Classic tattoo

Americana in its purest form

They may be the first types of tattoos that come to mind; an old-school style marked by bold outlines and the usage of similar colours and motifs, these are certainly worth considering. They have a strong connection to the water and maritime imagery, pinup female figures, powerful predatory animals, and combinations of hearts, roses, and daggers, among other things. Norman “Sailor Jerry” Collins developed the tattoo style in the 1930s, and it is still a popular choice today, as demonstrated here by Frankie Caraccioli of Kings Avenue Tattoo in New York City.

A new school has opened its doors.

Tattoos from the New School are like having a crazy comic book on your body. Among those who are well-known in this genre is Jesse Smith, whose work depicts fantastic imagined worlds full of turmoil and animals who are frequently chariactured in vibrant colour.


As we demonstrated in a recent post, tattooing has a centuries-long history all throughout the world, and it is still practised today. The Japanese style Irezumi is one that has maintained its popularity over the years. Tattoo artists continue to create both traditional and contemporary interpretations of these timeless masterpieces. A big graphic covering the back, arms, and legs is a hallmark of this genre, which is particularly well-known in this country.

Chris O’Donnell of New York displays the usual animal, flower, and samurai images associated with this style in this photograph.

The colours black and grey

Jessica Mascitti of East Side Tattoo in Los Angeles provides us with excellent samples of many types of work in a genre that encompasses a wide range of styles and techniques. There are no restrictions on what can be depicted in black and grey photos; they can depict everything and anything realistically in shades of grey, which was originally accomplished by diluting black ink to create a spectrum of shades.


By way of his portraiture, which is a subset of the realism genre (which is exactly what it sounds like: realistic renditions of imagery), Shane O’Neill demonstrates just how realistic tattoos may be made to look. People can be rendered in frighteningly exact detail, both in colour and in black and white and greyscale, without the use of the black outlines that are common in some of the more traditional techniques of illustration.

Stick and poke are two different things.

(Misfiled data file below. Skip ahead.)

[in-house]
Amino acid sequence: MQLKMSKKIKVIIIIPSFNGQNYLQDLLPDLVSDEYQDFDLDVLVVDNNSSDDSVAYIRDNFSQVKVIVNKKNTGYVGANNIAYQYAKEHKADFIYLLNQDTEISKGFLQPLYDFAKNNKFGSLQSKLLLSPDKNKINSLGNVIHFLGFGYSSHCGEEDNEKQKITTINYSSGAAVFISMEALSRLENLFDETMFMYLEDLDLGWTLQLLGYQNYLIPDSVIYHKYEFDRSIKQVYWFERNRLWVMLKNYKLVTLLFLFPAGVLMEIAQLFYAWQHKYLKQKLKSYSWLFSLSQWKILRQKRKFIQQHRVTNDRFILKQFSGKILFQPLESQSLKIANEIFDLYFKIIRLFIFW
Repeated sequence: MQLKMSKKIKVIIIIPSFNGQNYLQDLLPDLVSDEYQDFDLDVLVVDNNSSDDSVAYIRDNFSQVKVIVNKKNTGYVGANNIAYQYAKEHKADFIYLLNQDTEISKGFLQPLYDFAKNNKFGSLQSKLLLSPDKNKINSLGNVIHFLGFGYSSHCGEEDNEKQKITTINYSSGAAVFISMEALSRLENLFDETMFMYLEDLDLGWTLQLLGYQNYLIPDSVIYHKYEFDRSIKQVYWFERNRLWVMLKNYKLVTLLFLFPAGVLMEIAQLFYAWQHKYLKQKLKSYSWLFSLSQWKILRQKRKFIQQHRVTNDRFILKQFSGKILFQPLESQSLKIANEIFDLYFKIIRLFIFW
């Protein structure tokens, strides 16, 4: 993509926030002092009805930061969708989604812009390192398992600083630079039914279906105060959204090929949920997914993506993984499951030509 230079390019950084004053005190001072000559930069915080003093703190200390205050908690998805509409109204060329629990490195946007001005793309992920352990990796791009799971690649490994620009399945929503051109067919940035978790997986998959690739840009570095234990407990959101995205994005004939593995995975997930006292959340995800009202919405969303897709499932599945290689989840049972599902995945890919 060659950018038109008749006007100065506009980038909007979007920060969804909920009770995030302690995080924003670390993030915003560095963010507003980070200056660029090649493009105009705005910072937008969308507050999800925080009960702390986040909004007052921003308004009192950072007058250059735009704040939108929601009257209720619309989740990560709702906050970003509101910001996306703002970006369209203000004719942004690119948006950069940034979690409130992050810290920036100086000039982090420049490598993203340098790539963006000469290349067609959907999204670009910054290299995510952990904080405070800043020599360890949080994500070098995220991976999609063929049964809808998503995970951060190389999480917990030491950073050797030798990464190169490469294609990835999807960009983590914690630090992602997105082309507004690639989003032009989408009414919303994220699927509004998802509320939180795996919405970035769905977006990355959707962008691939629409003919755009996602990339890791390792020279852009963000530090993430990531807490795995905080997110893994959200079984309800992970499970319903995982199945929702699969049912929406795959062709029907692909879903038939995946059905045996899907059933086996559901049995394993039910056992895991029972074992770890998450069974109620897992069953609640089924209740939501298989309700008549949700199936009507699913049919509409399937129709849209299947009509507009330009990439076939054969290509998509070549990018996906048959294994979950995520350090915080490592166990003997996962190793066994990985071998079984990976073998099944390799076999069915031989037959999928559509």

A single needle is used to make basic designs by artist Slowerblack, who demonstrates the versatility of the stick-n-poke technique. While this art has recently gained popularity among do-it-yourself tattoo enthusiasts, in the hands of a skilled professional, it may reach breathtaking heights. It is characterised by strong and bold lines, most typically in plain black with little decorative motifs.


Realistic tattoos can depict anything from landscapes or items to animals and humans, and they are becoming increasingly popular. This is a classic tattoo style that can be done in colour or black and white and is great if you want to express something extremely specific through your tattoo design. In order to achieve a realistic-looking tattoo that has incredible visual effect, it is necessary to work with a talented tattoo artist or tattoo designer who is experienced in creating realistic tattoos.


Dark and bold black lines in a variety of geometric designs are used to create the blackwork tattoo style, which originated from the original tribal tattoos and has since spread throughout the world. Artists, on the other hand, continue to push the boundaries of this genre, infusing patterns and imagery borrowed from a variety of sources into hypnotic pieces that swirl in various forms around the body, such as these by Nazareno Tubaro (who also made the featured image!)


Biomechanical tattoos are typically freehand designs that adjust to the individual flow of a person’s body. They are intended to resemble equipment that might be buried beneath the skin. When it comes to these bad boys, it’s difficult to avoid mentioning Roman Abrego’s name because of his alien and mechanical-inspired images that cover the arms and legs of many of his clientele.

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